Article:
This is the first collection I have designed since I’ve been based in London. It has been a daunting move, so I have found myself going to places that make me comfortable in the design process, namely exploring my roots and my connection to Lebanon and the people I have worked with there recently.
Many of the dresses are inspired by the traditional Lebanese abaya, and can be paired with Japanese-inspired obi belts to create definition around the waist. I wanted all the dresses to feel comfortable for all kinds of wearers, and not be restricted to one body type.
I designed with the intent of adapting to different body forms rather than designing something that forces people to adjust to it. This is essentially going back to the basics of design: think of the need before the aesthetic. I see myself as a designer first and foremost, rather than a fashion designer in an industry I have a lot of ethical problems with.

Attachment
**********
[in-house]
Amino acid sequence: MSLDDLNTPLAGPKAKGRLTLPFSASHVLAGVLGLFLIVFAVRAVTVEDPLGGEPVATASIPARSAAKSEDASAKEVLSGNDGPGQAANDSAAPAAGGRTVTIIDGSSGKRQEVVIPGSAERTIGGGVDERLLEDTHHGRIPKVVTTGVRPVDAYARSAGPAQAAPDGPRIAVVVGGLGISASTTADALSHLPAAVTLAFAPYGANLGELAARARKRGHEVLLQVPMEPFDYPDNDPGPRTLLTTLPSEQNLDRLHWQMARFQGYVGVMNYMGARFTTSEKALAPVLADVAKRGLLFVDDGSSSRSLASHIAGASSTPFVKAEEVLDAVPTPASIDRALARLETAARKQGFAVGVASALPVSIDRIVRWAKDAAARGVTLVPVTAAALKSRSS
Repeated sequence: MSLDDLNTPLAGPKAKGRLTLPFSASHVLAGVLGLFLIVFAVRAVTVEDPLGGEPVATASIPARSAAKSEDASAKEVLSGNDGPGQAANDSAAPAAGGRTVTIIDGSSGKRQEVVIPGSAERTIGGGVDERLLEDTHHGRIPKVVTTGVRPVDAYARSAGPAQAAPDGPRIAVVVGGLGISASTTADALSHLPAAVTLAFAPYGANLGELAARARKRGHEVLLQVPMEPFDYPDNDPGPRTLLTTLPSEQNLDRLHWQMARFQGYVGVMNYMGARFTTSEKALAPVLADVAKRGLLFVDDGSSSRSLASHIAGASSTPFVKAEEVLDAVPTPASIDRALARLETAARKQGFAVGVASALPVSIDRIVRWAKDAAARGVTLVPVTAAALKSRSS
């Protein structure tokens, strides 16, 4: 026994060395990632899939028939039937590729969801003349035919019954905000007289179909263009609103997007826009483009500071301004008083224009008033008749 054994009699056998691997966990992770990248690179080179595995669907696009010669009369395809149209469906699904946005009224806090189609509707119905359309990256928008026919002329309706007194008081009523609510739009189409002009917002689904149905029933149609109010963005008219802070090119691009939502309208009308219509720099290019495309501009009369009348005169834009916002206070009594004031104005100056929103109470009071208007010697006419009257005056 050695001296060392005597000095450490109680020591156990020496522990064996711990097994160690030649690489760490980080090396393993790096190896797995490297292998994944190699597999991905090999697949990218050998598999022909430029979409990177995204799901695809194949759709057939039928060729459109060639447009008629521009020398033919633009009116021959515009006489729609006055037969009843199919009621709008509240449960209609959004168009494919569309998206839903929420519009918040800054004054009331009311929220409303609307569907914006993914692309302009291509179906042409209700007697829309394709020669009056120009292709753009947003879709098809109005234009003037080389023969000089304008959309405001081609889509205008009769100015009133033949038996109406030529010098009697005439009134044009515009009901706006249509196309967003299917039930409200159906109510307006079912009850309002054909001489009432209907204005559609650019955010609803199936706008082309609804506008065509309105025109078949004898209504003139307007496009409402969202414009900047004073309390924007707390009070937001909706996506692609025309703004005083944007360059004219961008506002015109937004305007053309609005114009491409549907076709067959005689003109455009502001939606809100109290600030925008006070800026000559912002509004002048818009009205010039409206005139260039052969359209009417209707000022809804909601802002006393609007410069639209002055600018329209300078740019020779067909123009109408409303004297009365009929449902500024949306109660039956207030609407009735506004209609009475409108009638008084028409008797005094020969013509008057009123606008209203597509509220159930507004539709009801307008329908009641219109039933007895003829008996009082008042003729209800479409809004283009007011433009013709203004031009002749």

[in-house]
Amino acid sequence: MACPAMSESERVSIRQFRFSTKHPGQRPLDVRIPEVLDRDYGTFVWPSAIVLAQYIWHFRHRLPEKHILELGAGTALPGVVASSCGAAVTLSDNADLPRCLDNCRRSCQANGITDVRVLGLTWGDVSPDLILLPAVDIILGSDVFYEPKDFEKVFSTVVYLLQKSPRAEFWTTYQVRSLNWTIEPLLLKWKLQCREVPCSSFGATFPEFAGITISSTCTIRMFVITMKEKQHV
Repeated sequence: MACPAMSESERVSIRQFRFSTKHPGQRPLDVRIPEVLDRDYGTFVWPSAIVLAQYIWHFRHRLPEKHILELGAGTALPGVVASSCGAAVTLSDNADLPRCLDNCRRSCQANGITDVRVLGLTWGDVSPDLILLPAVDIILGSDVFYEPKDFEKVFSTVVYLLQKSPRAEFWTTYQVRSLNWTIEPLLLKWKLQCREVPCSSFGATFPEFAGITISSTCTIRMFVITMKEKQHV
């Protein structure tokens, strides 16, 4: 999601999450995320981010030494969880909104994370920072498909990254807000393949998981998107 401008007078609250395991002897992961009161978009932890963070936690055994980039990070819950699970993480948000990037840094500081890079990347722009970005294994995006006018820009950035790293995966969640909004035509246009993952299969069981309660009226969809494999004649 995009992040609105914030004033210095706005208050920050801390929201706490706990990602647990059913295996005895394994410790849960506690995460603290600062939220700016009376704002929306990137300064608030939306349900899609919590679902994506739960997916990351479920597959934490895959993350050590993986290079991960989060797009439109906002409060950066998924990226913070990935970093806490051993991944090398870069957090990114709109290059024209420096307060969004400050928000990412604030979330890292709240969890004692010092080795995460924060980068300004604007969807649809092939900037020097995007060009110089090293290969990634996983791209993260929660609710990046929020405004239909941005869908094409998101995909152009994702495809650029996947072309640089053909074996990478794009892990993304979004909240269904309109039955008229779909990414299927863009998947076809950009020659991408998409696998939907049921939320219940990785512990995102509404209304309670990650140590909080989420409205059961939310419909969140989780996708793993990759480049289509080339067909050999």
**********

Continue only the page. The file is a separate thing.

A portion of the fabric used was sourced from Lebanese designers I’m in a collective with, to minimize waste and help each other out. Creative Space Beirut, a free fashion school I work with in Beirut, had leftover Donna Karen Urban Zen fabric that had been donated to them, so I made a donation in exchange for the fabric to help support the space. I also used mesh pattern I got from Mira Hayek, a fellow Lebanese designer, that I loved from one of her collections last year. I feel a certain sisterhood in that collective, and that is the main theme running through this collection.
The entire collection was made in Lebanon at a small factory in Beit Chaar in the hills behind Beirut, with production overseen by Joe Fakhoury.
Photographer: Liz Seabrook
Models: Maëva Berthelot & Amira Prescott
Hair and make-up: Alice Oliver
Shot in Somerset House London.